Coral reefs are some of the most diverse and valuable ecosystems on Earth. Supporting around 4,000 species of fish, 800 species of hard corals and hundreds of other species. Numerous research projects are being undertaken from coral reef animals and plants as possible cures for cancer, arthritis and other diseases. The reefs provide us with coastal protection and goods and services worth $375 billion each year including the tourism industry. Not to mention they are responsible for regularly servicing our lungs providing up to 85% of the Earth’s oxygen.
Coral reefs are facing unprecedented threats from a combination of climate change and local pressures such as bleaching events, fisheries and pollution management causing us to lose more than 50% of the world’s coral reefs in the past 30 years. This trajectory is likely to continue without active interventions. However there is a growing movement of scientists, managers and practitioners who believe that active reef restoration combined with strong global action to mitigate the effects of climate change can deliver substantial socio-economic and ecological benefits to coral reefs and associated communities worldwide.
37 reef managers, restoration practitioners, consultants, university and NGO representatives along with local community members attended a hands-on reef restoration workshop with expert Dr. David Vaughan in Florida December 2018. Held at and coordinated by Mote Marine Lab in partnership and following Reef Futures Symposium 2018 (a conference to promote collaboration between specialists within the field) the workshop aimed to share innovative restoration methodologies, such as micro-fragmentation, to build capacity amongst practitioners from around the world.
Chloe Shute, technical coordinator at Nature Seychelles said, ”what we have learnt at Mote Marine Lab will help us diversify our restoration activities to enhance reef resilience and improve our outplant program utilising micro-fragmentation”.
“The world is clearly at a crossroads with climate change and local stressors severely compromising the ability of coral reefs to persist given the current environmental conditions” Dr Vaughan said. “I am confident that we have the methods and techniques to significantly improve the health and resilience of reefs worldwide and I feel privileged to share my knowledge with this exciting group of enthusiastic reef restoration advocates”.
During the workshop, participants were exposed to innovative aquaculture techniques to significantly scale-up the capacity to deliver large quantities of climate-hardened corals to reefs worldwide. Involving an exciting schedule of presentations and immersive hands-on learning on reef restoration methods at a world class facility, the workshop provided a unique opportunity for participants to enhance their knowledge of reef restoration and understand the role it may be able to play in helping to build the resilience of the Reef at local scales.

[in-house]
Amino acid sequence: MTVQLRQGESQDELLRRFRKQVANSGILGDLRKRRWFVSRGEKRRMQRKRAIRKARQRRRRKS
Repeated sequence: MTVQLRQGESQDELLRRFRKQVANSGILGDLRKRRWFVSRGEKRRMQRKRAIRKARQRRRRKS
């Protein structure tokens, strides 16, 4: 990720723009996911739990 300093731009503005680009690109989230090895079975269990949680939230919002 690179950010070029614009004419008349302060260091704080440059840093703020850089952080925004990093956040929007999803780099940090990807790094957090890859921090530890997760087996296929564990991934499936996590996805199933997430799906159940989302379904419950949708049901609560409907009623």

“Dr Vaughan delivered the concepts of scaling-up reef restoration in such a clear and easy to understand manner to enable implementation across multiple locations at sufficient scale to have ecologically profound outcomes” said Nathan Cook, marine scientist of Reef Ecologic.
Addressing global and local stressors is important. Restoration buys us time, however we simultaneously need to address global impacts, such as climate change and ocean acidification, as well as local impacts, such as overfishing and pollution. The scientific community cannot do this alone, we need to combine efforts involving government, the private sector and the public.
By improving collaboration we can increase the scale of high quality restoration at multiple locations. Accepting the risk of action -- as opposed to the tragedy facing humanity as a result of inaction -- will reduce many of the barriers that currently restrict the implementation of reef restoration.
Workshop participants have collectively committed to the following actions:
- Work closely with regulatory bodies and management agencies to take bold action to support the rapid implementation and scaling up of reef restoration activities.
- Improve collaboration between all reef restoration practitioners to share knowledge and improve outcomes.
- Improve opportunities for more people to get involved in restoration activities.
- Improve communications and messaging with all stakeholders from our reef restoration work.